Thanks, Charlie Papazian.

Say Goodbye to Charlie Papazian As He Retires From the Brewers Association

D.J. at

Bob Pease, president & CEO of the Brewers Association issued the following statement on Charlie’s retirement…

“We would not be where we are today without Charlie Papazian. Armed with a vision, a mission and the passion to succeed, Charlie turned his love of homebrewing into a community and culture that has had profound implications for so many, both personally and professionally. His contributions are indelible and innumerable, and his legacy lives on as the Brewers Association continues to serve the community Charlie helped to create. Cheers to Charlie as he takes the next steps on his never-ending path of living and learning.”

I first heard about Charlie Papazian from “Dr. Bill” Sysak, who at the time, was a member of my podcast with Stephen Johnson, Brad Kohlenberg, and Matt Becker, named New Brew Thursday. In 2010, NBT got to interview Charlie for the first time at the Great American Beer Festival (GABF), and again in 2011, also at GABF. One of the things he talked about that stuck with me was how the festival started so many years ago with only a handful of breweries. This blew my mind because we were interviewing him at the very beer festival that he founded, but were surrounded by hundreds of breweries and thousands of beer drinkers. It’s quite amazing how far GABF and the beer industry itself has come, and Charlie played a big role in that, not only because of his role in the Great American Beer Festival, but also his influence on so many homebrewers that would one day open breweries of their own. Charlie Papazian is a truly important figure in the American beer scene. He’s also a genuinely kind person who loves beer and the vibrant, enthusiastic community that surrounds it.

Thanks to Charlie for everything he’s done for all of us beer nerds over the years, and may we all never forget, “relax, don’t worry, and have a homebrew.”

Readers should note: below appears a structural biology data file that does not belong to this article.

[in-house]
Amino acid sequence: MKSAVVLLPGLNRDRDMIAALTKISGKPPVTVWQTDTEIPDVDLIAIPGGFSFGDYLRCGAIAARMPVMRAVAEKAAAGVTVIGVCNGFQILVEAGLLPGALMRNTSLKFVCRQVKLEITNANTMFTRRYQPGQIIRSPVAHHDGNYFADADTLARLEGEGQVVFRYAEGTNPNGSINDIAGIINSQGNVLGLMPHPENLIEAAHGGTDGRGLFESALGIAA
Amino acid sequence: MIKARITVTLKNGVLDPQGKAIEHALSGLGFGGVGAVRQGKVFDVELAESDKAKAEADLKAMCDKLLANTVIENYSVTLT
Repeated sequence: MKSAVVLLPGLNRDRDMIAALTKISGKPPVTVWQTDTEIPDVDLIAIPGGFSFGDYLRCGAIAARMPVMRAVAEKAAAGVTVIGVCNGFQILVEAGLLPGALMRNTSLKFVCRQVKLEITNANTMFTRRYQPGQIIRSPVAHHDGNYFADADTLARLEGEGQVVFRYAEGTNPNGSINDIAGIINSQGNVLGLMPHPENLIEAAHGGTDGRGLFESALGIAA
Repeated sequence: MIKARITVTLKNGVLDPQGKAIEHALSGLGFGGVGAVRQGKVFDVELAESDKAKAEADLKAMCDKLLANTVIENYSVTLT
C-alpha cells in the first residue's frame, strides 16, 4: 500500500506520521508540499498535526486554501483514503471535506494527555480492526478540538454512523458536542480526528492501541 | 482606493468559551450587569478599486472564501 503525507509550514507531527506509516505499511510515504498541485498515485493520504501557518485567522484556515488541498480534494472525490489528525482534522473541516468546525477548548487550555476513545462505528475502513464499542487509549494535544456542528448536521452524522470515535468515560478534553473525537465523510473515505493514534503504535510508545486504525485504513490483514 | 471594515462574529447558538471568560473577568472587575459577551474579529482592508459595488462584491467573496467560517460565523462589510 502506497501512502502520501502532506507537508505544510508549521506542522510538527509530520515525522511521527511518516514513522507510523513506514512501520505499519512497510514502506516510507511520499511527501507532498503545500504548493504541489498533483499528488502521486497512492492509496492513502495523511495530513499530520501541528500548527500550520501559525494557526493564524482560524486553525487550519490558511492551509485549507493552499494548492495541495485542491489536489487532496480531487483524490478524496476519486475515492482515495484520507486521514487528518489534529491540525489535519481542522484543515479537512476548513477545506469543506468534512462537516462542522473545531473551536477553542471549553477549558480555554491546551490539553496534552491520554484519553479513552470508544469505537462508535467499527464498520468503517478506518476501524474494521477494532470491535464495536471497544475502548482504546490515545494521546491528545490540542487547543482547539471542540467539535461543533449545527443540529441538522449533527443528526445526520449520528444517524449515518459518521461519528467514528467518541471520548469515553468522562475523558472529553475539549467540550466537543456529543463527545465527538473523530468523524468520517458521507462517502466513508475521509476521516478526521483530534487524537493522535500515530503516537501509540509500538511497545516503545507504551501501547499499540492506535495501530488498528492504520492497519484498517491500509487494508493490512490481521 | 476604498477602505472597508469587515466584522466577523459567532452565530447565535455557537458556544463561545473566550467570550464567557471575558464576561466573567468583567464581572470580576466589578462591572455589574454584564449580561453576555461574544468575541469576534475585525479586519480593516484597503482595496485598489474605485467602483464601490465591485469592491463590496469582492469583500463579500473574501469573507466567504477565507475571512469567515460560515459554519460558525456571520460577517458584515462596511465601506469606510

Finally, Apple Pay Will Be Accepted in Target Retail Stores

Apple Pay Rolling Out at Target, Taco Bell, and Jack in the Box Across the U.S. in Coming Weeks

Joe Rossignol at

Apple Pay is in the process of rolling out in Target stores across the United States and will be available at all of the retailer's 1,850 locations nationwide in the coming weeks.

While it [Target] has accepted Apple Pay in its app for quite some time, Target was one of the biggest Apple Pay holdouts in terms of its stores.

Target was one of the first big stores to come out against Apple Pay in their retail stores. My local, family-owned food market has accepted Apple Pay for years and it was quite annoying that a company as big as Target would not adopt Apple Pay, even though their terminals were NFC compliant when Apple Pay was introduced. It took a few years, but I’m happy to see that Apple Pay has become so normalized that even Target capitulated.

Quick Thoughts on the Love Loud Documentary

I just watched the documentary from Dan of Imagine Dragons about his Mormon LGBTQ fest, Love Loud and I’m conflicted. On one hand, I applaud the effort and cause. On the other, knowing that this very popular band has a singer that is a devout Mormon who likely gives massive amounts of money through tithing to an organization that is so oppressive and against so much of what I believe, gives me pause, and makes me rethink how I feel about Imagine Dragons and this documentary.

What's really messed up about this situation, and especially the story of the singer of Neon Trees coming out as homosexual, is that their lives are all about the church, its culture, and family bonds within the church, which is completely understandable. They absolutely love the church that at the same time, shuns them if they're LGBTQ. It’s so contradictory, but their love of the church and its community runs deep.

It was strange to watch as an outsider of the church. I was moved by many aspects of the documentary, but there was always an asterisk associated with those moving moments.

I'm not trying to comment on the church and their stance (ok, I am—it's wrong), I'm just saying that while I applaud the effort of the Love Loud fest, I still feel uneasy about supporting its inherently flawed cause.

Also, this post was basically five minutes of brain dump. Don't be offended. I love you.